Friday, May 29, 2009

Stumble Stones Mark Painful Junta Past

Stumble Stones Plaques in Buenos Aires, Argentina
The regime of the military junta has split the Argentine society and brought the country close to civil war. Decades later, many Argentines are still going from pillar to post in search of their lost relatives. They call them desaparecidos, the disappeared. It is said that about 30'000 people have disappeared and lost their lives by brutal state forces. Today those commemorative stone plaques, laid into pavement by family members themselves, can be found all over Buenos Aires. They are a silent reminder for freedom and justice and they honoring the victims of the military dictatorship during 1976-1983.

Here lived Jose Maria Obellano
Member of resistance
Detained and disappeared
On 14 April 1978
By state terrorism
— Neighborhoods for memories and justice

7 comments:

Clueless in Boston said...

Nice post and honor to the disappeared. I think as citizens of our countries we all have to be wary of the unrestrained power of the state. The greatest threat to liberty is our indifference to government.

Jacob said...

I've read the stories. The stumble stones are necessary as well as appropriate.

And once again, I second the comments by Clueless in Boston!

Petrea said...

I agree with Clueless. (Once again, not so clueless!) If Jose were my loved one, I would never forget.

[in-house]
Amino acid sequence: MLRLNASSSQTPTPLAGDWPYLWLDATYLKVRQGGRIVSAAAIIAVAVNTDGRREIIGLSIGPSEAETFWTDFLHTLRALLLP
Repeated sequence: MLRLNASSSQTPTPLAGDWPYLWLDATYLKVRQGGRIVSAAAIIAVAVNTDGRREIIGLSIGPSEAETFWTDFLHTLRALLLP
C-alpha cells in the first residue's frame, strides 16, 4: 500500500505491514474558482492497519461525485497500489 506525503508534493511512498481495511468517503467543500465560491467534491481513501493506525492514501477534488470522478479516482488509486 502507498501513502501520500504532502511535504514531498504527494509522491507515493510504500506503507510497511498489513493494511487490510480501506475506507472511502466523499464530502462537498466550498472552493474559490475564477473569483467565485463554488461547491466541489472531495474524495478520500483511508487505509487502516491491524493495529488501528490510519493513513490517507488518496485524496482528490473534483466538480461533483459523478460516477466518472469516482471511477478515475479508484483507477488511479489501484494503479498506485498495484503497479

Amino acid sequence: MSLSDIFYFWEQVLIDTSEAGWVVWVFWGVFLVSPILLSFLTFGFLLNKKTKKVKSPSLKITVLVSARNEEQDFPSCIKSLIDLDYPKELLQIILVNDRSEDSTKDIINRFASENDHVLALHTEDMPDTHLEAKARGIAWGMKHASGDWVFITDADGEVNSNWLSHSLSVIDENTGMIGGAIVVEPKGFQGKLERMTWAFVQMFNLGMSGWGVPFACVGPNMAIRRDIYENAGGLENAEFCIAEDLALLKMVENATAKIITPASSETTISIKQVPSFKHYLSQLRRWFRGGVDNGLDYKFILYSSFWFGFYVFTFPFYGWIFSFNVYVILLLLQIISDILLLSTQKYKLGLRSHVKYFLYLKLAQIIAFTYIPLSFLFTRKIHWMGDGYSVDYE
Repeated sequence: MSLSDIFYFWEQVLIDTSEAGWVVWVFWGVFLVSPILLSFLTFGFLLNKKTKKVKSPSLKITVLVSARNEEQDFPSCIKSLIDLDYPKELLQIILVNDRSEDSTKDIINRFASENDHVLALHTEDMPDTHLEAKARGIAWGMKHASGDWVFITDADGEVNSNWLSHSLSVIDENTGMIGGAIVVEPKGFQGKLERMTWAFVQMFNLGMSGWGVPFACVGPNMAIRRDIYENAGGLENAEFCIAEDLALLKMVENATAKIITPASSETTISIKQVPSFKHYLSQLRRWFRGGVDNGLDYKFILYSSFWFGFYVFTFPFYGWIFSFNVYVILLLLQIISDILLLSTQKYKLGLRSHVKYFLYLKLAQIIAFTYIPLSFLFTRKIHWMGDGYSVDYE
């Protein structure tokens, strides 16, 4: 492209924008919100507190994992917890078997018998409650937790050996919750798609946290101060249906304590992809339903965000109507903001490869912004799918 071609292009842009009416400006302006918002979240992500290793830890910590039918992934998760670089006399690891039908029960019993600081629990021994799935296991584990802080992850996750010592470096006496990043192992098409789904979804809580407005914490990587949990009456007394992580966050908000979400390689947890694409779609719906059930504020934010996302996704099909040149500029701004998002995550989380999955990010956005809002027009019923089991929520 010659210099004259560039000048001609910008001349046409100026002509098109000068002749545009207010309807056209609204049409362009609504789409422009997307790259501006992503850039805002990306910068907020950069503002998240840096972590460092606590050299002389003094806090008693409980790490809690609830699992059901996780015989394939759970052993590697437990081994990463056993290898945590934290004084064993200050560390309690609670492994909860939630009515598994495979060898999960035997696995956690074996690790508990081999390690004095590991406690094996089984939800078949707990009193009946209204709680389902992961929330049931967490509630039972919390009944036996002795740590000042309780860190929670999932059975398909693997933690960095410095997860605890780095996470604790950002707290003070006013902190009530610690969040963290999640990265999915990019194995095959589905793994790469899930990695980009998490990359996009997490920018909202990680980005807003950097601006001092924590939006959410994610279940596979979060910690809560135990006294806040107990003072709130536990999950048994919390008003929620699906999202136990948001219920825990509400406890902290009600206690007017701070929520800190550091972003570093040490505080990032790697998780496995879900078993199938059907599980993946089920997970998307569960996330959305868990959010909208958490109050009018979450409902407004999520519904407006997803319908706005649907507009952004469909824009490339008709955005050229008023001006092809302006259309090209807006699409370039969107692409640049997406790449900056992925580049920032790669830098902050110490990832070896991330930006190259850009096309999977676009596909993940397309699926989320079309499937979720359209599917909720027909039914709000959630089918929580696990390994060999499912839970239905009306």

Julie ScottsdaleDailyPhoto.com said...

it is important to remember those who have disappeared. I went though a very good exhibition on the disappeared at the Recoleta Museum and gallery. I like going to the galleries they have with the changing artists who interpret so differently. I always learn something about history and art when i go to the Recoleta museum galleries.

this too will pass said...

very poignant; long live open and fair democracy

Lessie said...

Thanks for posting this. It gives one cold chills, doesn't it? So important to remember. Jose Maria -- is that a woman's name?

Buenos Aires Photoblog said...

Indeed, it gives me cold chills, too!

Jose Maria was a young man and just 24 years of age when he disappeared. He lived in Calle Balcarce 944 in San Telmo.